Now the Arameans had captured in a raid on the land of Israel a little girl, who became the servant of Naaman’s wife. “If only my master would present himself to the prophet in Samaria,” she said to her mistress, “he would cure him of his leprosy.”

God can use everything for good, even something as tragic as the kidnapping of a little girl. This Syrian family would not have come to know the God of Israel without her in their home.

The prophet the girl refers to is Elisha. Despite his many wondrous deeds, Luke 4:27 (part of our gospel reading) tells us that he had not cleansed any leper. The girl infers from his other miracles that Elisha could cure her master, and that he would do it, although her master was a Syrian.

The girl’s desire for the health and welfare of her master is remarkable considering that she is his captive.

Naaman went and told his lord just what the slave girl from the land of Israel had said. “Go,” said the king of Aram. “I will send along a letter to the king of Israel.”

It’s safe to assume that Naaman had sought all means of a cure within his own country, clearly to no end. He had no real reason to think that a prophet in an enemy land had powers that could surpass the physicians of Syria, especially based on the guidance from a young slave. And yet he takes notice and follows the path that will ultimately lead him to God.

So Naaman set out, taking along ten silver talents, six thousand gold pieces, and ten festal garments.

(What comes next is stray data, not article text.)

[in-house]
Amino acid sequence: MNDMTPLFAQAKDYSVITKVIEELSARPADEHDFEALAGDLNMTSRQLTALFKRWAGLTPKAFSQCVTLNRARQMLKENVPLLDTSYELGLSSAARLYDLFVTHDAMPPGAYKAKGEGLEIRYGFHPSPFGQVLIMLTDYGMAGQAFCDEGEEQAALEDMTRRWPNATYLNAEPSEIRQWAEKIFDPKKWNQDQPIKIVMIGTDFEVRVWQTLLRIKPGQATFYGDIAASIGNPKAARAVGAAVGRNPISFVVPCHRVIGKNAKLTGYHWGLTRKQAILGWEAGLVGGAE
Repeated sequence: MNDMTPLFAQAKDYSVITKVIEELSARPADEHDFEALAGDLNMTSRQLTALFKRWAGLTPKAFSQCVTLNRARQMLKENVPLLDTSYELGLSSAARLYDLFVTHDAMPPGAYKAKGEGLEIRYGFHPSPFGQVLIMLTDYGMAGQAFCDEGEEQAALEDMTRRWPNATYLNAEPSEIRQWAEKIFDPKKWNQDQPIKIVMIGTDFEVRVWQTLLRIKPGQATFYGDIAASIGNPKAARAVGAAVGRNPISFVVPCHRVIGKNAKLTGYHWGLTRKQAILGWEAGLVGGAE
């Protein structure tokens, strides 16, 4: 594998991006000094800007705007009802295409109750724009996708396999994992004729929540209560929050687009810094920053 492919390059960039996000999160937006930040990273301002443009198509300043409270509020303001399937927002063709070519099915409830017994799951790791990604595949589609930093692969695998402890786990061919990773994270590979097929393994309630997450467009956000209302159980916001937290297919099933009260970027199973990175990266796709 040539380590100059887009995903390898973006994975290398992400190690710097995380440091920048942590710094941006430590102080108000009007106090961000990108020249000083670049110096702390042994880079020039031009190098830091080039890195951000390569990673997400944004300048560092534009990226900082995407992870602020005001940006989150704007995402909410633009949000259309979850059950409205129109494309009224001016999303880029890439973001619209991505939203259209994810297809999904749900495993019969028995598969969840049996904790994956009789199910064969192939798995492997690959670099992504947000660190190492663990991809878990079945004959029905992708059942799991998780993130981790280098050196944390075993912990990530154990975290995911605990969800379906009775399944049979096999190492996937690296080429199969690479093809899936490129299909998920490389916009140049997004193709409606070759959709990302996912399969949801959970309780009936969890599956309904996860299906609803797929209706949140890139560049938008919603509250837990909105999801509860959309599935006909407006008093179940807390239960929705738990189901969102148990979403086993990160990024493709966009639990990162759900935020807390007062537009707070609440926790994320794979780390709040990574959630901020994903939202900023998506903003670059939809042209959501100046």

If he finds an available cure, Naaman is willing to pay handsomely for it.

To the king of Israel he brought the letter, which read: “With this letter I am sending my servant Naaman to you, that you may cure him of his leprosy.”

Naaman has no idea where to find the wonder-working prophet he has heard about. He travels directly to the king, taking it for granted that the king would surely know Elisha’s whereabouts.

When he read the letter, the king of Israel tore his garments and exclaimed: “Am I a god with power over life and death, that this man should send someone to me to be cured of leprosy? 

When the king of Aram wrote “that you [the king of Israel] may cure him,” he meant that the king would cure him by way of commanding Elisha to do so.

The king misunderstands and takes the message literally, thinking that the king of Aram expects him to personally heal Naaman.

He sees the whole situation as troublesome and blasphemous — from his perspective, everyone should know that God alone is the Lord of life and death, of health and sickness (Deuteronomy 32:39, Job 5:18). Any presumption that the king of Israel has divine powers of his own would be an affront to God. Therefore, he rips his garments in the traditional public display of grief.

Take note! You can see he is only looking for a quarrel with me!”

The king believes that his inability to cure Naaman will be used by the king of Aram as a pretext to wage war.

When Elisha, the man of God, heard that the king of Israel had torn his garments,

A king tearing his garments would have been a very newsworthy event; the entire kingdom would have been troubled along with their king.

he sent word to the king: “Why have you torn your garments? Let him come to me and find out that there is a prophet in Israel.”

It’s ironic (and perhaps telling) that Naaman, a pagan, has heard of Elisha — but the king of Israel seems completely ignorant of him.

In his humility, Elisha does not scoff at being forgotten or overlooked, but simply offers to help. His motive is not to bring renown to himself, but to help this powerful Syrian discover God.